While public schools advocates are rightfully gnashing their teeth over the Senate's proposed budget cuts—we're awaiting the House's version of financial wisdom—there is an urgent educational issue that few people are discussing.
The Senate plan would close the 24-bed Wright School, a last resort for children ages 6–12 with severe emotional, mental, neurological and developmental disabilities who can't attend regular school. It is located in Durham but has served kids from throughout the state since 1963.
Many Wright School kids have already been institutionalized because of their behavior. In fact, without intervention, they could wind up in psychiatric hospitals or prisons as adults.
Some kids have developmental delays and have emotional disturbances; others have autism; still others have been diagnosed with illnesses such as oppositional defiant disorder, bipolar disorder, anxiety and attention deficit hyperactivity.
The guillotine has swung over the Wright School before. In April 2009, INDY Week profiled families whose children benefited from the intensive therapy and education there.
The adult-to-student ratio in treatment groups is 4 to 1. For roughly six months, the kids—about 50 total per year—live at the school five days a week and then go home on the weekends.
Wright is ineligible for Medicaid reimbursement, placing the financial onus on the state and its Department of Health and Human Services. At $45,000 per student each year, that sounds like a lot of money —until you consider the annual cost of keeping one kid in a Youth Development Center: $104,000.
The social costs are even greater.
We almost asked Gov. Pat McCrory to sign our copy of The Communist Manifesto when he proposed increasing the number of pre-K slots by 5,000, so imagine our collectivist gasp to learn the Senate wants to cut pre-K slots by 7,500 over two years. The budget also eliminates teacher assistants for grades 2 and 3 while increasing class sizes. Because nothing says learning like 35 kids in a classroom.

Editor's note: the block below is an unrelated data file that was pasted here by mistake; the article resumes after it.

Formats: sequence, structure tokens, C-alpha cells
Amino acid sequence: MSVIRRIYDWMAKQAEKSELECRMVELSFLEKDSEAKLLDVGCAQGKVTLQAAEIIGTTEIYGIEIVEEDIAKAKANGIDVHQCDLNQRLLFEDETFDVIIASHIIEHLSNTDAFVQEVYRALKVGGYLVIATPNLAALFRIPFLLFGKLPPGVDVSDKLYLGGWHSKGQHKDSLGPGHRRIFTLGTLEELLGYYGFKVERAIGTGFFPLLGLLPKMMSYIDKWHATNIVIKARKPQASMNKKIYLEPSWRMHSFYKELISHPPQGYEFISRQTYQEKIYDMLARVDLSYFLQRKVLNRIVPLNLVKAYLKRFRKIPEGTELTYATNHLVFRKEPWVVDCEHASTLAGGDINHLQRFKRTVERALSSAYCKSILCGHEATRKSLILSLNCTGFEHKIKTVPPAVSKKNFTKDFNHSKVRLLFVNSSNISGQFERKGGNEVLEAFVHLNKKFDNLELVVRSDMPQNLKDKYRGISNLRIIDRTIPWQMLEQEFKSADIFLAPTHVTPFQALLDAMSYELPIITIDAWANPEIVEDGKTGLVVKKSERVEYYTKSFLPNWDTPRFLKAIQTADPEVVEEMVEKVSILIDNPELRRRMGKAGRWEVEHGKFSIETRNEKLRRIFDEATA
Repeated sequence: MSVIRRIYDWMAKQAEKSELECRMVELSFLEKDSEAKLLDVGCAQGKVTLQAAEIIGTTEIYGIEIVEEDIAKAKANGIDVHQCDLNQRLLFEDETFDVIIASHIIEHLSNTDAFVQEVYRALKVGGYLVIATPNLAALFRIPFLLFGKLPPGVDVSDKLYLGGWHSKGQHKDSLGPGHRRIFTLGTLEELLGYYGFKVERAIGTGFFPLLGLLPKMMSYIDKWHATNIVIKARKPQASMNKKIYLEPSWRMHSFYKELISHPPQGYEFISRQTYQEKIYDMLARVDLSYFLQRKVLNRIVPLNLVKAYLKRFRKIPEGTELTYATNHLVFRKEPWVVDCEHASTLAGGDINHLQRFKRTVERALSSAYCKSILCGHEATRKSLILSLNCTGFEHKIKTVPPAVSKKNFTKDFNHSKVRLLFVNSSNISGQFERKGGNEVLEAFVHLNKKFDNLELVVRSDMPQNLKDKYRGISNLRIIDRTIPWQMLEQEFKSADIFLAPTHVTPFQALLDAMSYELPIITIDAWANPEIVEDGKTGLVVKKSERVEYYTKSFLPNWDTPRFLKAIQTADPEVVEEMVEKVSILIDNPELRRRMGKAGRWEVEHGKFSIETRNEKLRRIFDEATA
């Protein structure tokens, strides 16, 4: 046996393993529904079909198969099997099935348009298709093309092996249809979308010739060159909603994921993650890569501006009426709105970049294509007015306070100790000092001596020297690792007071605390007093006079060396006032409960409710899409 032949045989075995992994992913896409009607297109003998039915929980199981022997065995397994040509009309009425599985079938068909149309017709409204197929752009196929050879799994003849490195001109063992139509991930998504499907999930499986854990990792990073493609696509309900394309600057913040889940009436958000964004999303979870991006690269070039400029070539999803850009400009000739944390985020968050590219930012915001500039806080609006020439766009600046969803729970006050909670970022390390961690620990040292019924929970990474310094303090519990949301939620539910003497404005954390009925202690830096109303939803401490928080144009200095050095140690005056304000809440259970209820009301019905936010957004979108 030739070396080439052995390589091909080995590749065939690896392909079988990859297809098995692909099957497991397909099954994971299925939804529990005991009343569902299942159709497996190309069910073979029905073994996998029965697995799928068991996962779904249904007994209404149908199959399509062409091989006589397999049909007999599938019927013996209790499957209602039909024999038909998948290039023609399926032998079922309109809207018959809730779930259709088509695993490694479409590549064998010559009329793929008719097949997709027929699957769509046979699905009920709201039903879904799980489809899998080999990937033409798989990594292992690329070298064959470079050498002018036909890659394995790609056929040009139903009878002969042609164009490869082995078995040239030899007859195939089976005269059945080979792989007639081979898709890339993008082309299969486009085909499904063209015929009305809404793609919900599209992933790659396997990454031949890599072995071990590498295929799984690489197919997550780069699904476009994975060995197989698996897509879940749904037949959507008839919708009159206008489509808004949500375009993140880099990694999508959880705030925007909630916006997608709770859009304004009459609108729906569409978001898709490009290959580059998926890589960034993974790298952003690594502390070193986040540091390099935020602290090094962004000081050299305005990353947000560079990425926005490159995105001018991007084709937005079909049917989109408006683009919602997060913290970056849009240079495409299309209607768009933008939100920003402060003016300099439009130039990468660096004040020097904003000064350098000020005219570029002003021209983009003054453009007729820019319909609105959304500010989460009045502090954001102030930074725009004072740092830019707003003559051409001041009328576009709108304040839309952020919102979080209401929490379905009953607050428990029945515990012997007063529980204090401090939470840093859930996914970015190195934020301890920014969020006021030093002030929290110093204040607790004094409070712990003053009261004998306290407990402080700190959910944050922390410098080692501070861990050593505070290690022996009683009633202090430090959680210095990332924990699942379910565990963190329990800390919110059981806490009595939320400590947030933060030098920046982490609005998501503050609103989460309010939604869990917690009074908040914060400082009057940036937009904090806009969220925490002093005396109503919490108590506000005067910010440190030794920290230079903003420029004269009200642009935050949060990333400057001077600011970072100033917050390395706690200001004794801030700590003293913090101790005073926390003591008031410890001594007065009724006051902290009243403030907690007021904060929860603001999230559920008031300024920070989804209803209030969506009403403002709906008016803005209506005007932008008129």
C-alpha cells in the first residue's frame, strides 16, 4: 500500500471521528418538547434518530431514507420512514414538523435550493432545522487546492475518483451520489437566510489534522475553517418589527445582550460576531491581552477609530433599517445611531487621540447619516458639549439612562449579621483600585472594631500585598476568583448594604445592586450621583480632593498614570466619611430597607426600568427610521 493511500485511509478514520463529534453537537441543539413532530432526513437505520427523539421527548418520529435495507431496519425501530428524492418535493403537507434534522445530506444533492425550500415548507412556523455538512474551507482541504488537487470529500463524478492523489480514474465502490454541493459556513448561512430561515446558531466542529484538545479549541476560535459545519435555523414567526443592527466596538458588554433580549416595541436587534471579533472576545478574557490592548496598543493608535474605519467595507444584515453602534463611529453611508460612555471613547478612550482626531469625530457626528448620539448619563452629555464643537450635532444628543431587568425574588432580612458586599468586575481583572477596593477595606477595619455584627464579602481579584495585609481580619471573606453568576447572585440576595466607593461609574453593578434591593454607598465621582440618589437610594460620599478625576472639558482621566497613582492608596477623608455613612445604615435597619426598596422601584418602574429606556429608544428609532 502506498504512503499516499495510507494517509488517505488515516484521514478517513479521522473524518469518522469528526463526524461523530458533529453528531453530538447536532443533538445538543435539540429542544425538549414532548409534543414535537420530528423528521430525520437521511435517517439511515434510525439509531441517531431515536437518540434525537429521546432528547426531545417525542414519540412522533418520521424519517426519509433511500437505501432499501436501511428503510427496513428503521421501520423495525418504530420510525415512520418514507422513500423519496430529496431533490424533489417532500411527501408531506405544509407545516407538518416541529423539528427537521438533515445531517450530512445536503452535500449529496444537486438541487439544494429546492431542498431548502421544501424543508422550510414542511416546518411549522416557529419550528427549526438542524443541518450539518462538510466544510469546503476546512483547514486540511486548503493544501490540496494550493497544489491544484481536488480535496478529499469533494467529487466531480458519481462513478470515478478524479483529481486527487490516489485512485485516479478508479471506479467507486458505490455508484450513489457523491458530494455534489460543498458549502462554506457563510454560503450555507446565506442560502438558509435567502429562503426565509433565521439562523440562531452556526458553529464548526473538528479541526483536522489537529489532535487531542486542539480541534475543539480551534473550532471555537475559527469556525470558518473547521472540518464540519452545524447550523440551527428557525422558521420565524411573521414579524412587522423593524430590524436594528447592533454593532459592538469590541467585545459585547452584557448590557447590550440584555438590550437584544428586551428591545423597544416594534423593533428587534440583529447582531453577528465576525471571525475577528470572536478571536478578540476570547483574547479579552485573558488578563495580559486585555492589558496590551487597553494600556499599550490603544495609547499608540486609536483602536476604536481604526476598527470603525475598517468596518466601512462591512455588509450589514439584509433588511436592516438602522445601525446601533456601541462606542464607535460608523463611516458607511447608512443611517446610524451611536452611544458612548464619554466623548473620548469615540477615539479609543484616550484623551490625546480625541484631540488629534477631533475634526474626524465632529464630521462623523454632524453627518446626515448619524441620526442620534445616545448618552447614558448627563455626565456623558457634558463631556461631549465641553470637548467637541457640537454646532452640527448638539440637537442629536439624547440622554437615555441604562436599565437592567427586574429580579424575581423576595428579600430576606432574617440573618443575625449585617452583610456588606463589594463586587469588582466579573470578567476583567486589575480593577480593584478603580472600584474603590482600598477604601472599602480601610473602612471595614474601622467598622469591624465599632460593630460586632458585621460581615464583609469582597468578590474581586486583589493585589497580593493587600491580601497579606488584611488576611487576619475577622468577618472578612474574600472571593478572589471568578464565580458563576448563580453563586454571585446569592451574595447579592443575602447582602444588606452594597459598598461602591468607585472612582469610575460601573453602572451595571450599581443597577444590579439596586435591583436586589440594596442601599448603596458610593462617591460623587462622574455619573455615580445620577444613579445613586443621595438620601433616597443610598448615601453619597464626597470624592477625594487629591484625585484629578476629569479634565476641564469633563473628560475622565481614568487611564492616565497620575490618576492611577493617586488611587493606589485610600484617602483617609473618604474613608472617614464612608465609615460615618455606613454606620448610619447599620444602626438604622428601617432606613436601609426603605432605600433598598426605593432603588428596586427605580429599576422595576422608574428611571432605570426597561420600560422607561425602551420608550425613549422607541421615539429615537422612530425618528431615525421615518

Four out of five state senators prefer Camels: The budget also cuts funding for tobacco prevention programs—on the heels of a legislative proposal to lift major portions of the smoking ban. Did we miss the budget line that offers free lung transplants to all North Carolinians?
Oxycontin with a gin and tonic chaser: Three state-run alcohol and drug abuse inpatient treatment centers would close under the Senate proposal. A total of 4,590 people were admitted to those centers in 2011, an increase of 2.4 percent over 2010, according to state health department data. The number of admissions has increased every year except one since 2002.
Senate to rural North Carolina: Drop dead. The N.C. Rural Economic Development Center, which has paid more than $600 million in aid over 26 years for sewer, water and other infrastructure projects, has somehow earned the ire of Senate Republicans. The Senate is proposing to defund the center of its $16.6 million budget. (McCrory was, ahem, kinder, gutting it by only a third.) Instead, the Senate would create a new division within the Commerce Department, which lawmakers and the guv could populate with their cronies. That's what Senate Republicans mean when they announce they want a say in how money is spent: More for their special interests, less for you.
Apart from the budget, several pernicious bills could advance this week: Senate Bill 76, the Domestic Energy Jobs Act, would fuel the state's sprint toward fracking. It's in the Commerce and Job Development Committee Wednesday at 10 a.m. Stick around for more action at noon when the Public Utilities and Energy Committee considers a resolution to confirm Jerry Dockham and James Patterson to the powerful utilities commission.
Dockham is a Republican House member from Davidson County. His claim to fame is that in 2012 he voted to adopt a conference report that prohibits the Coastal Resources Commission from calculating sea level changes until 2016.
Patterson, of Guilford County, is CEO of public relations firm Patterson Partners, which specializes in "reputation management" and "influencer relationship management." That should come in handy.
This article appeared in print with the headline "Breathe deep the gathering gloom."